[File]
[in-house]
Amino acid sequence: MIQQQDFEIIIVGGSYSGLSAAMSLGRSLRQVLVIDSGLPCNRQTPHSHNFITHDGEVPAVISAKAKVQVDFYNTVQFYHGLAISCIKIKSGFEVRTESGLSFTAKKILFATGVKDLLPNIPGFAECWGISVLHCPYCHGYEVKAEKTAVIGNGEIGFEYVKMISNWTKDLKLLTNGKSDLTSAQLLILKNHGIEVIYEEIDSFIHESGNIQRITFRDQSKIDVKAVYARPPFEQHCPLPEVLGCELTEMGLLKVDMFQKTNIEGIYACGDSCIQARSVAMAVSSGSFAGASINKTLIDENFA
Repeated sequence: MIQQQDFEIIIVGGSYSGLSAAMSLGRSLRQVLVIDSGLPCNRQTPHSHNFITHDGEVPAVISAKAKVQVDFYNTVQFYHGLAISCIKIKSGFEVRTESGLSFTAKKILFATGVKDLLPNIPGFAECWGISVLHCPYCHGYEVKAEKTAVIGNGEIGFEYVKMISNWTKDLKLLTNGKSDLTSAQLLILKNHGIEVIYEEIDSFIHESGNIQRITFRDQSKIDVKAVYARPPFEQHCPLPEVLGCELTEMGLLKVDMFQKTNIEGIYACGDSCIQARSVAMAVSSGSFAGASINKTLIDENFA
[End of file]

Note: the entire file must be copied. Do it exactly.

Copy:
[in-house]
Amino acid sequence: MIQQQDFEIIIVGGSYSGLSAAMSLGRSLRQVLVIDSGLPCNRQTPHSHNFITHDGEVPAVISAKAKVQVDFYNTVQFYHGLAISCIKIKSGFEVRTESGLSFTAKKILFATGVKDLLPNIPGFAECWGISVLHCPYCHGYEVKAEKTAVIGNGEIGFEYVKMISNWTKDLKLLTNGKSDLTSAQLLILKNHGIEVIYEEIDSFIHESGNIQRITFRDQSKIDVKAVYARPPFEQHCPLPEVLGCELTEMGLLKVDMFQKTNIEGIYACGDSCIQARSVAMAVSSGSFAGASINKTLIDENFA
Repeated sequence: MIQQQDFEIIIVGGSYSGLSAAMSLGRSLRQVLVIDSGLPCNRQTPHSHNFITHDGEVPAVISAKAKVQVDFYNTVQFYHGLAISCIKIKSGFEVRTESGLSFTAKKILFATGVKDLLPNIPGFAECWGISVLHCPYCHGYEVKAEKTAVIGNGEIGFEYVKMISNWTKDLKLLTNGKSDLTSAQLLILKNHGIEVIYEEIDSFIHESGNIQRITFRDQSKIDVKAVYARPPFEQHCPLPEVLGCELTEMGLLKVDMFQKTNIEGIYACGDSCIQARSVAMAVSSGSFAGASINKTLIDENFA